The Beginner’s Guide to Adventure Sport in NZ (Penguin Random House, $35) by Steve Gurney
Who’s Beak is this? (Potton & Burton, $14.99) by Gillian Candler and Fraser Williamson
Non-fiction isn’t a genre of choice for me. However, Changing Times is a brilliant book, telling simultaneously the story of a town, and the story of a newspaper. It’s what you’d call faction I guess, or creative non-fiction, as the story it tells is of a fictional family.
Greg O’Brien always brings the goods in this category, and See What I can See received a glowing review on the Booksellers NZ blog: “There is arguably no better arts writer in New Zealand.” It seems quite adult to me in comparison with his other kids’ books, but great for 10+.
Anzac Heroes is a library essential, with great illustrations. And The Beginner’s Guide to Adventure Sport in NZ carries on a series which began with the award-winning The Beginner’s Guide to Hunting and Fishing. Brilliant, but surely Steve Gurney didn’t write it all himself?
Who’s Beak is This? is a great junior non-fiction book focusing on NZ birds. Very good, as with anything by the wonderful Gillian Candler.
YOUNG ADULT FICTION
Battlesaurus: Rampage at Waterloo (Farrar, Strauss & Giraux, $25.99) by Brian Falkner
Being Magdalene (Longacre, $19.99) by Fleur Beale
Hucking Cody (self-published with Mary Egan Publishers, $25) by Aaron Topp
Lullaby (Text, $26) by Bernard Beckett
Sylvie the Second (Makaro Press, $25) by Kaeli Baker
I’ve read all of these books, and I can tell you the surprise of the finalist list for me is Battlesaurus: Rampage at Waterloo. You see the cover and the title and you think: big, action-filled, a bit schmaltzy and overdone maybe. Nope. Brian Falkner has learned to write elegantly since I last read him (around the time of Brainjack); I’ve always enjoyed his books for what they were, but this is a cut above the others.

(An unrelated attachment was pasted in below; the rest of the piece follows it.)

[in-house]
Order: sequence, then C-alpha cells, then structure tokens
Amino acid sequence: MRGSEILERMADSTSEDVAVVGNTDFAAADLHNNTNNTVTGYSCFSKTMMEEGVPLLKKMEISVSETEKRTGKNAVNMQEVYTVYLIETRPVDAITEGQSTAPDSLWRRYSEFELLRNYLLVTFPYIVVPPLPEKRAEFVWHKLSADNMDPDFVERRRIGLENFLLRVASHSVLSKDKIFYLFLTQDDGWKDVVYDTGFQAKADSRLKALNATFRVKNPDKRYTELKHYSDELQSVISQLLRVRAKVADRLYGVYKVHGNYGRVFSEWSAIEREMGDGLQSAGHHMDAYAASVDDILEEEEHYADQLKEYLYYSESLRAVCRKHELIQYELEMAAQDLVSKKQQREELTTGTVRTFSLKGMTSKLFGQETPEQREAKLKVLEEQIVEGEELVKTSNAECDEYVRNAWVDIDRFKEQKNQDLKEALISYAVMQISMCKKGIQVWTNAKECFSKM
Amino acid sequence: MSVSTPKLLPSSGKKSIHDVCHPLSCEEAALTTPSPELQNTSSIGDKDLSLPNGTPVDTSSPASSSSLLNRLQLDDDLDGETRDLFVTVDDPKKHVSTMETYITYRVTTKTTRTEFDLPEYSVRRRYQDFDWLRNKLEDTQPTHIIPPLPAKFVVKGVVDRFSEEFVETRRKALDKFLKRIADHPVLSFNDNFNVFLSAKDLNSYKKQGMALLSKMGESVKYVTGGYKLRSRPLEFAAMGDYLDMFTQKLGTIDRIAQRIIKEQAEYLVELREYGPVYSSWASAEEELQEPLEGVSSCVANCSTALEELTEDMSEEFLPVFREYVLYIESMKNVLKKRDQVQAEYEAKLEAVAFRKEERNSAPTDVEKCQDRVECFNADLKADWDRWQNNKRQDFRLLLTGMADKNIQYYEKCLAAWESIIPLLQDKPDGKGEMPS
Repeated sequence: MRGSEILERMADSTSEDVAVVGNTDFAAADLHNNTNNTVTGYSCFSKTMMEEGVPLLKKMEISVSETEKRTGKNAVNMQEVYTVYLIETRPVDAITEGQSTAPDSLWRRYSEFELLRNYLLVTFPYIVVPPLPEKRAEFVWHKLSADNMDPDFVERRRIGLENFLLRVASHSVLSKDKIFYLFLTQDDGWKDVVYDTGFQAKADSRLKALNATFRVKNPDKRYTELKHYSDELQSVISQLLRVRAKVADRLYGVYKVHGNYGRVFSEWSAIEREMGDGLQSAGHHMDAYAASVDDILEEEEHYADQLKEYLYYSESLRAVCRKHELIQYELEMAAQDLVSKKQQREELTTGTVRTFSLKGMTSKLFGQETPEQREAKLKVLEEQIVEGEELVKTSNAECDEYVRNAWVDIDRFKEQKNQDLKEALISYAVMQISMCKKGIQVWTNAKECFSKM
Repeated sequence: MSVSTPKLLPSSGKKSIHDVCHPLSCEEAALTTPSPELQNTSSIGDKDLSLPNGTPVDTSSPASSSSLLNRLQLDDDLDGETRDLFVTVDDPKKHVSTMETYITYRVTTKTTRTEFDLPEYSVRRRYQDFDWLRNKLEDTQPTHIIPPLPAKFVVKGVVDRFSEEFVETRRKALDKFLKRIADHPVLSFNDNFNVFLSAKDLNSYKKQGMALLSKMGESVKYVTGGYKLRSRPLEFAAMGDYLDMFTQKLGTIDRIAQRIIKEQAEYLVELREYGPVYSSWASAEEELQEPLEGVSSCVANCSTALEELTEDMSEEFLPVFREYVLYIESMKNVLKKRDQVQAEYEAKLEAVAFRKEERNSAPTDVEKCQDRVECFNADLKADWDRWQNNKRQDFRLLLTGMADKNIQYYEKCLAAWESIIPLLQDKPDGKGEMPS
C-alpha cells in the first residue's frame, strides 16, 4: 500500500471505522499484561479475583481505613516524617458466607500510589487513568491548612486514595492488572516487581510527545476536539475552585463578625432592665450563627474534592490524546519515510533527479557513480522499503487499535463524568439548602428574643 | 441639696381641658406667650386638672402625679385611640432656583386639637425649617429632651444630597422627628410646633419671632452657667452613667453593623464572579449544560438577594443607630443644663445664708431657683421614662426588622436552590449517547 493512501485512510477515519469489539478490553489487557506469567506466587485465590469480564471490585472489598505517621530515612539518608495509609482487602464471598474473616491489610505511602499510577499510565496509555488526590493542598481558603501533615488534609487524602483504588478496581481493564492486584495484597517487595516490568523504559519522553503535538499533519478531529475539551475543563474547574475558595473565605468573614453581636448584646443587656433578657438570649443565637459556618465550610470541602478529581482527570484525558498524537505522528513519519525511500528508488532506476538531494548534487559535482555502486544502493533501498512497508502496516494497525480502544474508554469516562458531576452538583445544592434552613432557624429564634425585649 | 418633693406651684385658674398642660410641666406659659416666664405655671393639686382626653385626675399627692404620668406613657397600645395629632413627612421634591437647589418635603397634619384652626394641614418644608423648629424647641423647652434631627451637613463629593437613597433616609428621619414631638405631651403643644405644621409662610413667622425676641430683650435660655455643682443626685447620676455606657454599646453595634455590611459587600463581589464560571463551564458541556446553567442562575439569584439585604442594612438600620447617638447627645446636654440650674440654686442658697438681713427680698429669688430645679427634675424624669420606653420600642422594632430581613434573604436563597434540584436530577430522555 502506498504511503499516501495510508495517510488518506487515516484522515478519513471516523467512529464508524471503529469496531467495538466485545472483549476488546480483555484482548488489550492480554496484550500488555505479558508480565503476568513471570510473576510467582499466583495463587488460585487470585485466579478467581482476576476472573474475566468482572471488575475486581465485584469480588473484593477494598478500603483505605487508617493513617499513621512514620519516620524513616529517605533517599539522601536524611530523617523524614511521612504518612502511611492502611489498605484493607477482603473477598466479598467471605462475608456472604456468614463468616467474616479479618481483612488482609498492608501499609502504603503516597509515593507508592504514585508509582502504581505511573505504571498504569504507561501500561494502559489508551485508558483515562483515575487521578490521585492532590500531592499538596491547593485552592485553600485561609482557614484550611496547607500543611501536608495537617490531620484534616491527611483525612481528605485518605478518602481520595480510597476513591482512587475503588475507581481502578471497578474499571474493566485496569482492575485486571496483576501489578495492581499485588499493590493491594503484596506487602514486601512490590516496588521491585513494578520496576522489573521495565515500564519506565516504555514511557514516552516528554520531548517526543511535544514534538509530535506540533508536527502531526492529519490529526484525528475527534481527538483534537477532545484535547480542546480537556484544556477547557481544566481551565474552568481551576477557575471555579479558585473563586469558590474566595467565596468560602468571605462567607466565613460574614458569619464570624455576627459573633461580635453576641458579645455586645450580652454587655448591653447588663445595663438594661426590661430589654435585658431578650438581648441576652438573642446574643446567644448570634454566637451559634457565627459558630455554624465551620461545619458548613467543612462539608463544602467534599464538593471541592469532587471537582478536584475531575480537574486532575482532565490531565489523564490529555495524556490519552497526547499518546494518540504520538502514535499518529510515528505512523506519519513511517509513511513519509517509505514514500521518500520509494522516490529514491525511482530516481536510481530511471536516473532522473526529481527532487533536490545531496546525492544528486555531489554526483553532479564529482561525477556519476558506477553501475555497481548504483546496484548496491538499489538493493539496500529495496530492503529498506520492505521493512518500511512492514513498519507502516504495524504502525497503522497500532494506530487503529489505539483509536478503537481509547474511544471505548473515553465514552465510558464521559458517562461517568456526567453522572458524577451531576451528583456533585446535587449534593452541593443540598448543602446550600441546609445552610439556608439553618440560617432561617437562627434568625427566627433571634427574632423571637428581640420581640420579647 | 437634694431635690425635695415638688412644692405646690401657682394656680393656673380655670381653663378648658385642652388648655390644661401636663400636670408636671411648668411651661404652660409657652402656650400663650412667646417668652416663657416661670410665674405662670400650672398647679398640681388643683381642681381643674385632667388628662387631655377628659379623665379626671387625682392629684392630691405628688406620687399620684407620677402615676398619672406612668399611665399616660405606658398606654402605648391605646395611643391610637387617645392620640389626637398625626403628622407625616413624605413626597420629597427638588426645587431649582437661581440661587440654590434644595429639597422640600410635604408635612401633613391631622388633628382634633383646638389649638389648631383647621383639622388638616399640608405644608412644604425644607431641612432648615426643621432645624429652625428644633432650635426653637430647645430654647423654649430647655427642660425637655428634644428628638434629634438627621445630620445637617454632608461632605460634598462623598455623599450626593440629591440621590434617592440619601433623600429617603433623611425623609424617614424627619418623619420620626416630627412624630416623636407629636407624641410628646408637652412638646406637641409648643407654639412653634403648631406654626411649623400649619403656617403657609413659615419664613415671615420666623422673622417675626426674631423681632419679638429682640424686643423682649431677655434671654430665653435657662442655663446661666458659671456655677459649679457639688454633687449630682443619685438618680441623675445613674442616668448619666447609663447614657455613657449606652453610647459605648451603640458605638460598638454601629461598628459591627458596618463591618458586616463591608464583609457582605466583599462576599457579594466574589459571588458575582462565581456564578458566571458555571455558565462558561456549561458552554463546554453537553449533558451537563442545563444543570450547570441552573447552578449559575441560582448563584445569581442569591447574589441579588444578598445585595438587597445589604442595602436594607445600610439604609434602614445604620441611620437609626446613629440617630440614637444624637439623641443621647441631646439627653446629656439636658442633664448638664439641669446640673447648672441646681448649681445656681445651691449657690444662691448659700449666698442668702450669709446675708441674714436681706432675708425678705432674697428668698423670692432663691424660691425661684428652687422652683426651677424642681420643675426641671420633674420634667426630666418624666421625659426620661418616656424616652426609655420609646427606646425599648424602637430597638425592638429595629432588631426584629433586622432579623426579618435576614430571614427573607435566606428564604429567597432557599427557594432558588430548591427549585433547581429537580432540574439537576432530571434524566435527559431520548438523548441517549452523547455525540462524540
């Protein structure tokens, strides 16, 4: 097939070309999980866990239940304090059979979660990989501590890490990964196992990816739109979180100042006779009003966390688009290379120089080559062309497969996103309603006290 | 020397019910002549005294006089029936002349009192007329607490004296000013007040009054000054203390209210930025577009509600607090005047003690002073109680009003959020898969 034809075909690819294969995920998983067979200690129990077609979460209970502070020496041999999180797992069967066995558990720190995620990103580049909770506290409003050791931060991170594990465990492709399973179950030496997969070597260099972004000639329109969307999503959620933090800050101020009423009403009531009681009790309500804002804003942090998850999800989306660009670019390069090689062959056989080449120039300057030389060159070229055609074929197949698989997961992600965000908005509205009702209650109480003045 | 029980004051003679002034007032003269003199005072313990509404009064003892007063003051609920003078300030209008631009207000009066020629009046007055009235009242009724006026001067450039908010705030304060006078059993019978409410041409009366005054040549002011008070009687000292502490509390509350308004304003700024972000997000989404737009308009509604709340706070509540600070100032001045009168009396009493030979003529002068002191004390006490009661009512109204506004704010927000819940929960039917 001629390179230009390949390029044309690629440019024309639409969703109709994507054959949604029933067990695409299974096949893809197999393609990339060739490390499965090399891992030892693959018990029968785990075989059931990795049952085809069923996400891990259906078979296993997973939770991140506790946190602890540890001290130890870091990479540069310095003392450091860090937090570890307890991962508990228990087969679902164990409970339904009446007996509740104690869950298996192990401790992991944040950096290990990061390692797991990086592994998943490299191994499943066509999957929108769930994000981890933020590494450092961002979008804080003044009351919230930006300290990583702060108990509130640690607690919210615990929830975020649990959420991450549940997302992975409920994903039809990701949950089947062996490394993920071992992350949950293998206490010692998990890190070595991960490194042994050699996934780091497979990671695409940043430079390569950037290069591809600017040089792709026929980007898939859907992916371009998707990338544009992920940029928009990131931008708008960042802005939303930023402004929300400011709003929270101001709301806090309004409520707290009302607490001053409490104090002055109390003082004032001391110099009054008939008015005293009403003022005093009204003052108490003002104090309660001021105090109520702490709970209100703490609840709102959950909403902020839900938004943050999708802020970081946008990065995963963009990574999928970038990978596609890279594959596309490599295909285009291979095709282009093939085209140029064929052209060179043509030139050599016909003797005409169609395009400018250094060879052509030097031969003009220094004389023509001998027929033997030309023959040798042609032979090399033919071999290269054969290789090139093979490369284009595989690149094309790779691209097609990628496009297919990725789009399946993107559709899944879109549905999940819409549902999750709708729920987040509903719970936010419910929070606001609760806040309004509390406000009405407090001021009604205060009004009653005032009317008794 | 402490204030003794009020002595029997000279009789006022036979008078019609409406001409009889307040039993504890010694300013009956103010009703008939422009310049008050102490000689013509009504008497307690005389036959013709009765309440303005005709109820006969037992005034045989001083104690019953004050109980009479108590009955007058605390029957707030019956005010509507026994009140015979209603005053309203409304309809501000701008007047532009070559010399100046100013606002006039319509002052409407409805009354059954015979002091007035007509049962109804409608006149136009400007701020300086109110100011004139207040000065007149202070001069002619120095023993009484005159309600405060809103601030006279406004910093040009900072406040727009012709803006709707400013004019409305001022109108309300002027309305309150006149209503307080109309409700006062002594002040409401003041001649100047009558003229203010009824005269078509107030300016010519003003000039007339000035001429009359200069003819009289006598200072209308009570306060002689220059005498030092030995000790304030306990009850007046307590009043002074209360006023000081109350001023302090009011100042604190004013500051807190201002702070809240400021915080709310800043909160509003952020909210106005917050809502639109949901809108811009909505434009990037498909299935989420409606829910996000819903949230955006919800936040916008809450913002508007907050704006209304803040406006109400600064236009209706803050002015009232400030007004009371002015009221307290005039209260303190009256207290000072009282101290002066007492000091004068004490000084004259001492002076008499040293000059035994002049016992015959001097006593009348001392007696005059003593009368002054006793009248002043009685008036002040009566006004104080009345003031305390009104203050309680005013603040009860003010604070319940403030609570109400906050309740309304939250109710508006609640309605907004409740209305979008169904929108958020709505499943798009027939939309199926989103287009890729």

I reviewed Being Magdalene and interviewed Fleur Beale for The Spinoff.
This coming-of-age and adjustment to a world outside a cult story is the best of this series for me, and as Fleur is too often the bridesmaid, my fingers are crossed for her to win on the night.
Lullaby and Sylvie the Second are both tough competition though. Lullaby is a philosophical novella, written with Bernard Beckett’s usual compassion and deep understanding of teenage minds.
Sylvie the Second is my Best First Book pick, as Kaeli Baker has set her sights high with her story about the complicated life of a teenage girl. It has rape, self-harm, mental illness and alcohol abuse – someone alert Family First (please don’t!).
We’ll be there on the night, bringing you all the winners and the gossip that goes with the wins live from Circa Theatre. Good luck to all!
The winners of the 2016 New Zealand Book Awards for Children and Young Adults will be announced at a ceremony on August 8 at Circa Theatre in Wellington.